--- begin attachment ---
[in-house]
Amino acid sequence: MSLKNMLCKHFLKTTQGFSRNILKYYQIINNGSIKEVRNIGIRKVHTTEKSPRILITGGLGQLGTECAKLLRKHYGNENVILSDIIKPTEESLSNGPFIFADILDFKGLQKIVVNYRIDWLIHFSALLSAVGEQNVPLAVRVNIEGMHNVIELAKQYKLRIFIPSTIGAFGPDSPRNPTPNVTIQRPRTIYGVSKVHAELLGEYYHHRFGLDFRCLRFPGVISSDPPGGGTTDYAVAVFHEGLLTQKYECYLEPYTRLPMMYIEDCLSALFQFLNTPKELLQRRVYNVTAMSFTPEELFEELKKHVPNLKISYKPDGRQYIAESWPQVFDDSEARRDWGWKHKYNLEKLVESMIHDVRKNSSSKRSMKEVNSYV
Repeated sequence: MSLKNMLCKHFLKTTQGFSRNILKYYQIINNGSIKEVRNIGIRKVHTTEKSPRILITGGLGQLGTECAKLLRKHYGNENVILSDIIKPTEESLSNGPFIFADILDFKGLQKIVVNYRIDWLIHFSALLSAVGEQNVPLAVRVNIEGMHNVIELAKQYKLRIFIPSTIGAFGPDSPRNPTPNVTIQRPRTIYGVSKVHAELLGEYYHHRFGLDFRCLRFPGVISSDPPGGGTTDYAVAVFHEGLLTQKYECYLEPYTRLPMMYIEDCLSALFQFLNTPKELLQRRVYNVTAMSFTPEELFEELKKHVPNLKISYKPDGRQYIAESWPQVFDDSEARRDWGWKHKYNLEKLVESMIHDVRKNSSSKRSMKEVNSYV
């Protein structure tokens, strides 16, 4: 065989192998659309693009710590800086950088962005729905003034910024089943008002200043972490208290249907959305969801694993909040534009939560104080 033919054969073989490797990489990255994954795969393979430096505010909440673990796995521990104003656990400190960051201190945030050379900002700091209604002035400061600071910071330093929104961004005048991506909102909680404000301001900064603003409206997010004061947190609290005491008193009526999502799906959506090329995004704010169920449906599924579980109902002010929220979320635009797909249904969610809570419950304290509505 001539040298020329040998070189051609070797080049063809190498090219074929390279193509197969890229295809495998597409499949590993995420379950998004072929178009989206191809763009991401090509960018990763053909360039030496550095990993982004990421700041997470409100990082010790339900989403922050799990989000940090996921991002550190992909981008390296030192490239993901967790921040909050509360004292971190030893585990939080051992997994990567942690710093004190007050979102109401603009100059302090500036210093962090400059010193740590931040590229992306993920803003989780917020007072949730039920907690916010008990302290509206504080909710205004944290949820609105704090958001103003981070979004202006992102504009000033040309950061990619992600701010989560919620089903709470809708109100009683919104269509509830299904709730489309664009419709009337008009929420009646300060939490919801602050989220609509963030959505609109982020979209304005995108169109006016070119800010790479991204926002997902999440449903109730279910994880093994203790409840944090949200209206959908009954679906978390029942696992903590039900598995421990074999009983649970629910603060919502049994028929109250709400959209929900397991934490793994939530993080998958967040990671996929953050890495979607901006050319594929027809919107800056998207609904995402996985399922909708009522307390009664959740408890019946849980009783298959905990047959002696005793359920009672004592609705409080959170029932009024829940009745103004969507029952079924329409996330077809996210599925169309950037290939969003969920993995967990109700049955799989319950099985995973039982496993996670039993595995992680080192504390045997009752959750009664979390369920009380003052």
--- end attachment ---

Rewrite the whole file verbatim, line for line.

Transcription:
[in-house]
Amino acid sequence: MSLKNMLCKHFLKTTQGFSRNILKYYQIINNGSIKEVRNIGIRKVHTTEKSPRILITGGLGQLGTECAKLLRKHYGNENVILSDIIKPTEESLSNGPFIFADILDFKGLQKIVVNYRIDWLIHFSALLSAVGEQNVPLAVRVNIEGMHNVIELAKQYKLRIFIPSTIGAFGPDSPRNPTPNVTIQRPRTIYGVSKVHAELLGEYYHHRFGLDFRCLRFPGVISSDPPGGGTTDYAVAVFHEGLLTQKYECYLEPYTRLPMMYIEDCLSALFQFLNTPKELLQRRVYNVTAMSFTPEELFEELKKHVPNLKISYKPDGRQYIAESWPQVFDDSEARRDWGWKHKYNLEKLVESMIHDVRKNSSSKRSMKEVNSYV
Repeated sequence: MSLKNMLCKHFLKTTQGFSRNILKYYQIINNGSIKEVRNIGIRKVHTTEKSPRILITGGLGQLGTECAKLLRKHYGNENVILSDIIKPTEESLSNGPFIFADILDFKGLQKIVVNYRIDWLIHFSALLSAVGEQNVPLAVRVNIEGMHNVIELAKQYKLRIFIPSTIGAFGPDSPRNPTPNVTIQRPRTIYGVSKVHAELLGEYYHHRFGLDFRCLRFPGVISSDPPGGGTTDYAVAVFHEGLLTQKYECYLEPYTRLPMMYIEDCLSALFQFLNTPKELLQRRVYNVTAMSFTPEELFEELKKHVPNLKISYKPDGRQYIAESWPQVFDDSEARRDWGWKHKYNLEKLVESMIHDVRKNSSSKRSMKEVNSYV
């Protein structure tokens, strides 16, 4: 065989192998659309693009710590800086950088962005729905003034910024089943008002200043972490208290249907959305969801694993909040534009939560104080 033919054969073989490797990489990255994954795969393979430096505010909440673990796995521990104003656990400190960051201190945030050379900002700091209604002035400061600071910071330093929104961004005048991506909102909680404000301001900064603003409206997010004061947190609290005491008193009526999502799906959506090329995004704010169920449906599924579980109902002010929220979320635009797909249904969610809570419950304290509505 001539040298020329040998070189051609070797080049063809190498090219074929390279193509197969890229295809495998597409499949590993995420379950998004072929178009989206191809763009991401090509960018990763053909360039030496550095990993982004990421700041997470409100990082010790339900989403922050799990989000940090996921991002550190992909981008390296030192490239993901967790921040909050509360004292971190030893585990939080051992997994990567942690710093004190007050979102109401603009100059302090500036210093962090400059010193740590931040590229992306993920803003989780917020007072949730039920907690916010008990302290509206504080909710205004944290949820609105704090958001103003981070979004202006992102504009000033040309950061990619992600701010989560919620089903709470809708109100009683919104269509509830299904709730489309664009419709009337008009929420009646300060939490919801602050989220609509963030959505609109982020979209304005995108169109006016070119800010790479991204926002997902999440449903109730279910994880093994203790409840944090949200209206959908009954679906978390029942696992903590039900598995421990074999009983649970629910603060919502049994028929109250709400959209929900397991934490793994939530993080998958967040990671996929953050890495979607901006050319594929027809919107800056998207609904995402996985399922909708009522307390009664959740408890019946849980009783298959905990047959002696005793359920009672004592609705409080959170029932009024829940009745103004969507029952079924329409996330077809996210599925169309950037290939969003969920993995967990109700049955799989319950099985995973039982496993996670039993595995992680080192504390045997009752959750009664979390369920009380003052």